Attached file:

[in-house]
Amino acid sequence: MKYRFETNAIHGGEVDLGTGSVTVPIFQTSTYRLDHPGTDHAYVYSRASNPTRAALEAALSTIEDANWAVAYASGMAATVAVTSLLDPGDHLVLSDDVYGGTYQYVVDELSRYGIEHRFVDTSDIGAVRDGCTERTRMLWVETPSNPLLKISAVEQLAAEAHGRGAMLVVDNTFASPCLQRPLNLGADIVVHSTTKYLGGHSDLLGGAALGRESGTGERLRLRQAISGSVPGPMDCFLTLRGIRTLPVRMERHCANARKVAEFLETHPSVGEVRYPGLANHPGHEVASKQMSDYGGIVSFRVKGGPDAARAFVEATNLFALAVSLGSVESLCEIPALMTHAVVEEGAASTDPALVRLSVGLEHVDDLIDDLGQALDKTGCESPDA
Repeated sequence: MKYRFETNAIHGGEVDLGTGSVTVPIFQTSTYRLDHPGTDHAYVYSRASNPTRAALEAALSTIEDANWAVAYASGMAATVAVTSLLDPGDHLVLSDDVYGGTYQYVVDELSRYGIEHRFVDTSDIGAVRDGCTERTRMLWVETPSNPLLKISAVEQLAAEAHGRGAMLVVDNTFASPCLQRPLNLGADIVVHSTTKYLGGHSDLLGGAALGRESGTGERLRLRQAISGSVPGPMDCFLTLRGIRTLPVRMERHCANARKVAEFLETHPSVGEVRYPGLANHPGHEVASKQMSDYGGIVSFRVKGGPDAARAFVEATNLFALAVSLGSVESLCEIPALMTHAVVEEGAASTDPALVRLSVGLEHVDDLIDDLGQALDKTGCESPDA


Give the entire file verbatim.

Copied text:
[in-house]
Amino acid sequence: MKYRFETNAIHGGEVDLGTGSVTVPIFQTSTYRLDHPGTDHAYVYSRASNPTRAALEAALSTIEDANWAVAYASGMAATVAVTSLLDPGDHLVLSDDVYGGTYQYVVDELSRYGIEHRFVDTSDIGAVRDGCTERTRMLWVETPSNPLLKISAVEQLAAEAHGRGAMLVVDNTFASPCLQRPLNLGADIVVHSTTKYLGGHSDLLGGAALGRESGTGERLRLRQAISGSVPGPMDCFLTLRGIRTLPVRMERHCANARKVAEFLETHPSVGEVRYPGLANHPGHEVASKQMSDYGGIVSFRVKGGPDAARAFVEATNLFALAVSLGSVESLCEIPALMTHAVVEEGAASTDPALVRLSVGLEHVDDLIDDLGQALDKTGCESPDA
Repeated sequence: MKYRFETNAIHGGEVDLGTGSVTVPIFQTSTYRLDHPGTDHAYVYSRASNPTRAALEAALSTIEDANWAVAYASGMAATVAVTSLLDPGDHLVLSDDVYGGTYQYVVDELSRYGIEHRFVDTSDIGAVRDGCTERTRMLWVETPSNPLLKISAVEQLAAEAHGRGAMLVVDNTFASPCLQRPLNLGADIVVHSTTKYLGGHSDLLGGAALGRESGTGERLRLRQAISGSVPGPMDCFLTLRGIRTLPVRMERHCANARKVAEFLETHPSVGEVRYPGLANHPGHEVASKQMSDYGGIVSFRVKGGPDAARAFVEATNLFALAVSLGSVESLCEIPALMTHAVVEEGAASTDPALVRLSVGLEHVDDLIDDLGQALDKTGCESPDA